(The Sketchbook of Villard de Honnecourt, [C.XIX])
1230
Pen & ink on paper
9.25” x 6.1”
Bibliotheque Nationale, Paris
“So we kept on with it.  His fingers rode my fingers as my hand went over the paper.  It was like nothing else in my life up to now.”

“Then he said, ‘I think that’s it.  I think you got it,’ he said.  ‘Take a look.  What do you think?’”

“But I had my eyes closed.  I thought I’d keep them that way for a little longer.  I thought it was something I ought to do.”[iv]

 


 

[i] Tsujimoto, Karen; Images of America:  Precisionist Painting and Modern Photography; San Francisco Museum of Modern Art and the University of Washington Press; Seattle & London; 1982; p. 85.  (Statement made by Sheeler on his series of photographs of Chartres Cathedral, originally published in Constance Rourke; Charles Sheeler:  Artist in the American Tradition; New York, New York; Harcourt, Brace; 1938; p. 130).

[ii] Bowie, Theodore; The Sketchbook of Villard de Honnecourt; Indiana University Press; Bloomington and London; 1959.

[iii] von Simpson, Otto; The Gothic Cathedral:  Origins of Gothic Architecture and the Medieval Concept of Order; Harper & Row Publishers; New York and Evanston; 1962; p. 198.

[iv] Carver, Raymond; “Cathedral” Where I’m Calling From; Atlantic Monthly Press; New York, New York; 1991; pp. 306-307.

LAY LADY DAY!

“Lady Day got diamond eyes
She sees the truth behind the lies….”[i]

holiday
Sid Grossman,
“Portrait of Billie Holiday”
Gelatin silver print, 1948,
13 3/16” x 10 11/16”
National Portrait Gallery, Smithsonian Institution,
Washington, DC.

Her real name was Eleanora Fagan Gough, born in Philadelphia in 1915.  She spent most of her childhood in Baltimore raised by relatives.  She took the name ‘Billie’ in honor of her favorite actress Billie Dove and the name ‘Holiday’ from Clarence Holiday, her probable father.  Her only training as a teenager was singing along with phonograph records at her aunt’s house.  She was discovered by John Hammond and made her first recording with Benny Goodman in 1933.

Billie Holiday would later record and work with Louis Armstrong, Count Bassie, Artie Shaw and Lester Young.  Many of her contemporaries noted that she made each and every song her own, took them to unheard of heights and depths, bursting into the open air.

Her memory has been celebrated in the song “Angel of Harlem” by the rock band U2 and by the American sculptor Mark di Suvero in a monumental piece “For Lady Day” in south Chicago and perhaps most poignantly by the New York School poet Frank O’Hara upon reading of her death in 1959.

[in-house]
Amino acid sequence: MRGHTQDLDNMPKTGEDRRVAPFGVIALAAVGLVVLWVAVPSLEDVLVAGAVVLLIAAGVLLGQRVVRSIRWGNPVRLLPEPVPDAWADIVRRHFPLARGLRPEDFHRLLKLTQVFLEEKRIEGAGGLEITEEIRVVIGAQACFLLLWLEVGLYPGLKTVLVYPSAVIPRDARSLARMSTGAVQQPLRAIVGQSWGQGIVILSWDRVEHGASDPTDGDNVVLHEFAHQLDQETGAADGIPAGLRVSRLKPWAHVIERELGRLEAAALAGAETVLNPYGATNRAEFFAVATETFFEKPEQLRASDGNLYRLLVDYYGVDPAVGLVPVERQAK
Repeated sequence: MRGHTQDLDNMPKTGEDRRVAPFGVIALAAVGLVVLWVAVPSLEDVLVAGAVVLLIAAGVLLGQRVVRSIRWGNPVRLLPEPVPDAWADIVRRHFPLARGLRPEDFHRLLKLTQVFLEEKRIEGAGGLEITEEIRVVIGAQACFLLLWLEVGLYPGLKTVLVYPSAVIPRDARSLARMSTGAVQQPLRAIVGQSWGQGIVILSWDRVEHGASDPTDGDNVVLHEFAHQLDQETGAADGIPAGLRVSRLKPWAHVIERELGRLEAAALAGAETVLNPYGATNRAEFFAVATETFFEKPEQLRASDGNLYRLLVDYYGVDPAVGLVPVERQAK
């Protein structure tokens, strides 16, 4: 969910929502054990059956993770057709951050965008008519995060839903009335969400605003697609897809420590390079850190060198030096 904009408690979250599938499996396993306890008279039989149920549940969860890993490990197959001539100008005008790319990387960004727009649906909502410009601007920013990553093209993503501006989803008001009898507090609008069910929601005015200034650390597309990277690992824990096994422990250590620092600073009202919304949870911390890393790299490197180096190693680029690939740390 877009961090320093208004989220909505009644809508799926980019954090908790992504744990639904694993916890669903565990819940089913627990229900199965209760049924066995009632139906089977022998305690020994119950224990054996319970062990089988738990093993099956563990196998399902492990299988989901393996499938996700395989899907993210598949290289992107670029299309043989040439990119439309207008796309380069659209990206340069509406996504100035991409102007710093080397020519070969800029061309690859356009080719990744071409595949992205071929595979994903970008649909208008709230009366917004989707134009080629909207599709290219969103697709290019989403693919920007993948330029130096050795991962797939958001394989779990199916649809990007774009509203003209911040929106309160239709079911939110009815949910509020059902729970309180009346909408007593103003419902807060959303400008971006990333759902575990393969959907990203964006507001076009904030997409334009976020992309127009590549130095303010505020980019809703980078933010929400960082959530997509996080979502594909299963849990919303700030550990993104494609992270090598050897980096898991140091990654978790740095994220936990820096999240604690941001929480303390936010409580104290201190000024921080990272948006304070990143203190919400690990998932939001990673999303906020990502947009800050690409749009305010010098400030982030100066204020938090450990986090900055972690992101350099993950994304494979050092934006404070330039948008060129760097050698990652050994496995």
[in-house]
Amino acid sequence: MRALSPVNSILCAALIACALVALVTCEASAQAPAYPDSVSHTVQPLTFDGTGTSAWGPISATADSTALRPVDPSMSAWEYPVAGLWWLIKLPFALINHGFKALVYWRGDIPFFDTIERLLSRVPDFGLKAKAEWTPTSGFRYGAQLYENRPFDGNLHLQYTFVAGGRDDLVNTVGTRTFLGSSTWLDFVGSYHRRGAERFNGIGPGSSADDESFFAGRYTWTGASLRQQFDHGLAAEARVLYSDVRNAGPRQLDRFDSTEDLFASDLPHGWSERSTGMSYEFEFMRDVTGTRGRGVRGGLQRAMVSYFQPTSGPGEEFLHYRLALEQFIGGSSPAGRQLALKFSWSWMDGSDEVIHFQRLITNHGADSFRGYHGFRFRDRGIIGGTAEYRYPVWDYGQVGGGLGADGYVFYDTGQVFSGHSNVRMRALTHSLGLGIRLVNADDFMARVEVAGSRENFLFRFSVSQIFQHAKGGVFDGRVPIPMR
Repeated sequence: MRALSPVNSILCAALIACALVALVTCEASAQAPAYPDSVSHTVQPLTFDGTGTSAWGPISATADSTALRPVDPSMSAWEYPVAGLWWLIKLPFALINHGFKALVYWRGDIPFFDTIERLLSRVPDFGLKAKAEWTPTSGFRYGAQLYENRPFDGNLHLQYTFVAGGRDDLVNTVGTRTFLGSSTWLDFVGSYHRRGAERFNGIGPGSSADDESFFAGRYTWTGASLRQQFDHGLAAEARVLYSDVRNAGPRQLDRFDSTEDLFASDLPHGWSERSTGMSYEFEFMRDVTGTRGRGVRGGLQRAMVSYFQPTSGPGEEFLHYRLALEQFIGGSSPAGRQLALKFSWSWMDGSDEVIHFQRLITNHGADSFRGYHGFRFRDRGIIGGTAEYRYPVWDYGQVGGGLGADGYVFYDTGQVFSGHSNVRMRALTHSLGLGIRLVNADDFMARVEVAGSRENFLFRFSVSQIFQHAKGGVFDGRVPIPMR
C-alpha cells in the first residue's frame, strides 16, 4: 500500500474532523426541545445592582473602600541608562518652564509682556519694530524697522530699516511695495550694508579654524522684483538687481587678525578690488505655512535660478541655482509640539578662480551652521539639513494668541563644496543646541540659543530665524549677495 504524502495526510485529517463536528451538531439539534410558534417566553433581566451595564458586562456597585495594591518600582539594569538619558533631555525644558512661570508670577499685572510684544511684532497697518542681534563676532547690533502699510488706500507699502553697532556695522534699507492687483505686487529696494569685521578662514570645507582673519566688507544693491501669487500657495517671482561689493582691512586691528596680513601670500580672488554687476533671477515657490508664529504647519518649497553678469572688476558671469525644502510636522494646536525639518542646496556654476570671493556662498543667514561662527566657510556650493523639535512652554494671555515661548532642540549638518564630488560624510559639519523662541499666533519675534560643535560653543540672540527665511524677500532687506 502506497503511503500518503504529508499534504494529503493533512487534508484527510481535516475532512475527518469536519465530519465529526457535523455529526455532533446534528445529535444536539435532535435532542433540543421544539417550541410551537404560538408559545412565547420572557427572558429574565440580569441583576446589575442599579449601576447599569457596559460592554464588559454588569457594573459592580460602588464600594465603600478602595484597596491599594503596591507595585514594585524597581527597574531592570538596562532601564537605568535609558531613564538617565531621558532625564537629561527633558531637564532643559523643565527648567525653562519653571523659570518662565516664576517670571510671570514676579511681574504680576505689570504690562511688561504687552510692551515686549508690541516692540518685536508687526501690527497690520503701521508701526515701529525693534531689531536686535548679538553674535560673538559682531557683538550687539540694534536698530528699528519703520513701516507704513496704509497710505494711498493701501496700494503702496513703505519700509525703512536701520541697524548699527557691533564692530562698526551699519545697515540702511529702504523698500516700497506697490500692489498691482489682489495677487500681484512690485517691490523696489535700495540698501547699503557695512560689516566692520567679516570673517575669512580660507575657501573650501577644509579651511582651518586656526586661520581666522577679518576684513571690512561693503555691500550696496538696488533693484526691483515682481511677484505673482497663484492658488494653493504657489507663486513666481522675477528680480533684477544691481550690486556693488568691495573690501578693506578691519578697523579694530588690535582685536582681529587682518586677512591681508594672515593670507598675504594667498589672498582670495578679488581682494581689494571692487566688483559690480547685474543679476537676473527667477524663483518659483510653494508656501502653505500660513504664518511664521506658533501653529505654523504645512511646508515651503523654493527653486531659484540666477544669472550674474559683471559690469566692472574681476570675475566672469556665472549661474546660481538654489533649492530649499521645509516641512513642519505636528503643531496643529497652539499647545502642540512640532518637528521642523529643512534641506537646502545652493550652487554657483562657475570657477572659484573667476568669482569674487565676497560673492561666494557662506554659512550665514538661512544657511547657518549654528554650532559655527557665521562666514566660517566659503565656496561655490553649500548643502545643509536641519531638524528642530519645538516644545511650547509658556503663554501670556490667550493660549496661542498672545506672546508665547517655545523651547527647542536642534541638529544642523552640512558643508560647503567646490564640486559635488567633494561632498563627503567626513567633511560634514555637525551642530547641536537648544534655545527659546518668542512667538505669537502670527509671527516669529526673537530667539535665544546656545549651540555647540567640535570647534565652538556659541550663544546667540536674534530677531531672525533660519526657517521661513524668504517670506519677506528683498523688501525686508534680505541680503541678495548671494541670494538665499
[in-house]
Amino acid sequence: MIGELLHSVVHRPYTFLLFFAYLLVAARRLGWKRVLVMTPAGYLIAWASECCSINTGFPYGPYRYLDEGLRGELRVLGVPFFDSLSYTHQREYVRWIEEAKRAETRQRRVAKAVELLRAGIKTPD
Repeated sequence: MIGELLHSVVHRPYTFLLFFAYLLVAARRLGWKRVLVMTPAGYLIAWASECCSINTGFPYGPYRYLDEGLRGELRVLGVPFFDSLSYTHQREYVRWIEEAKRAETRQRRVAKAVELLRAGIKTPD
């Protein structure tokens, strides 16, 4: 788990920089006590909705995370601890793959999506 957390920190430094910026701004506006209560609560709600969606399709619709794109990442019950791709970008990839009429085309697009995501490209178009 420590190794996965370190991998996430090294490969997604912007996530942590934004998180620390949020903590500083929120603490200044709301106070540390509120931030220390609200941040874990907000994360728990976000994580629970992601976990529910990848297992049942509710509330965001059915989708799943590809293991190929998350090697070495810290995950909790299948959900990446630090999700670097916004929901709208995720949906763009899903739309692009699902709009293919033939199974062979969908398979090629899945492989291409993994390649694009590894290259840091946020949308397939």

“The Day Lady Died”

“It is 12:20 in New York a Friday
three days after Bastille day, yes
it is 1959 and I go get a shoeshine
because I will get off
the 4:19 in Easthampton
at 7:15 and then go straight to dinner
and I don’t know the people who will feed me

I walk up the muggy street beginning to sun
and have a hamburger and a malted and buy
an ugly NEW WORLD WRITING to see what the poets
in Ghana are doing these days

I go on to the bank
and Miss Stillwagon (first name Linda I once heard)
doesn’t even look up my balance for once in her life
and in the GOLDEN GRIFFIN I get a little Verlaine
for Patsy with drawings by Bonnard although I do
think of Hesiod, trans. Richmond Lattimore or
Brendan Behan’s new play or Le Balcon or Les Nègres
of Genet, but I don’t, I stick with Verlaine
after practically going to sleep with quandariness

and for Mike I just stroll into the PARK LANE
Liquor Store and ask for a bottle of Strega and
then I go back where I came from to 6th Avenue
and the tobacconist in the Ziegfeld Theatre and
casually ask for a carton of Gauloises and a carton
of Picayunes, and a NEW YORK POST with her face on it

and I am sweating a lot by now and thinking of
leaning on the john door in the 5 SPOT
while she whispered a song along the keyboard
to Mal Waldron and everyone and I stopped breathing”[ii]

holiday2
Mark di Suvero
“For Lady Day”
1968-1969
30’ x 18’
Railroad tank car, I-beams and cable
Nathan Manilow Sculpture Park
Governor’s State University,
University Park, Illinois

Finally, in describing this piece in tribute to Billie Holiday and the emergence of a new sculptural space, the critic Peter Schjeldahl has obsered:  “The colosal ‘drawing in space’ with assembled elements—a specialty of the Manilow park, whose ‘For Lady Day’ by Mark di Suvero is a masterpiece of the mode—burst the boundaries of the traditional gallery and garden display and entered the open air.”[iii]